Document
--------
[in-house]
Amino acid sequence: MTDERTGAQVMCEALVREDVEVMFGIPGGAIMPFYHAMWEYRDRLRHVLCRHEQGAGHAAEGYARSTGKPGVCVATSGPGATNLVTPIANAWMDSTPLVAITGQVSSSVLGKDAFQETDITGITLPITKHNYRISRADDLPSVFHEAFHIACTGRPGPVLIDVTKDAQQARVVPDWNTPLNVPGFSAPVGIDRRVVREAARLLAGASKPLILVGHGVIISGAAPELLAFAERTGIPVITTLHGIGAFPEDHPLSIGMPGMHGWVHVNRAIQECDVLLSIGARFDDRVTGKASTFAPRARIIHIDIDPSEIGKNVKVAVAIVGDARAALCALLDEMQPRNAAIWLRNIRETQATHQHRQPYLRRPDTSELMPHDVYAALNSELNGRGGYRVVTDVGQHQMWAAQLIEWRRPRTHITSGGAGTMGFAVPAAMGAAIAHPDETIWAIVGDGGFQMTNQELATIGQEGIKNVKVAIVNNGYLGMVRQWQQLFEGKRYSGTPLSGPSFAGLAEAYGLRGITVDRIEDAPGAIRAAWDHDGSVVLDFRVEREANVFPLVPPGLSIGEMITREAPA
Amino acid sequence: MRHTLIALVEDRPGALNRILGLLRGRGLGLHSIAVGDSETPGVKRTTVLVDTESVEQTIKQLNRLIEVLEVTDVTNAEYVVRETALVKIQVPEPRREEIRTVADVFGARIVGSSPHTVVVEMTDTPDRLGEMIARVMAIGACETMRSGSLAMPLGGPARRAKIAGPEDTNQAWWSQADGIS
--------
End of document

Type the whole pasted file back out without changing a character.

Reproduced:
[in-house]
Amino acid sequence: MTDERTGAQVMCEALVREDVEVMFGIPGGAIMPFYHAMWEYRDRLRHVLCRHEQGAGHAAEGYARSTGKPGVCVATSGPGATNLVTPIANAWMDSTPLVAITGQVSSSVLGKDAFQETDITGITLPITKHNYRISRADDLPSVFHEAFHIACTGRPGPVLIDVTKDAQQARVVPDWNTPLNVPGFSAPVGIDRRVVREAARLLAGASKPLILVGHGVIISGAAPELLAFAERTGIPVITTLHGIGAFPEDHPLSIGMPGMHGWVHVNRAIQECDVLLSIGARFDDRVTGKASTFAPRARIIHIDIDPSEIGKNVKVAVAIVGDARAALCALLDEMQPRNAAIWLRNIRETQATHQHRQPYLRRPDTSELMPHDVYAALNSELNGRGGYRVVTDVGQHQMWAAQLIEWRRPRTHITSGGAGTMGFAVPAAMGAAIAHPDETIWAIVGDGGFQMTNQELATIGQEGIKNVKVAIVNNGYLGMVRQWQQLFEGKRYSGTPLSGPSFAGLAEAYGLRGITVDRIEDAPGAIRAAWDHDGSVVLDFRVEREANVFPLVPPGLSIGEMITREAPA
Amino acid sequence: MRHTLIALVEDRPGALNRILGLLRGRGLGLHSIAVGDSETPGVKRTTVLVDTESVEQTIKQLNRLIEVLEVTDVTNAEYVVRETALVKIQVPEPRREEIRTVADVFGARIVGSSPHTVVVEMTDTPDRLGEMIARVMAIGACETMRSGSLAMPLGGPARRAKIAGPEDTNQAWWSQADGIS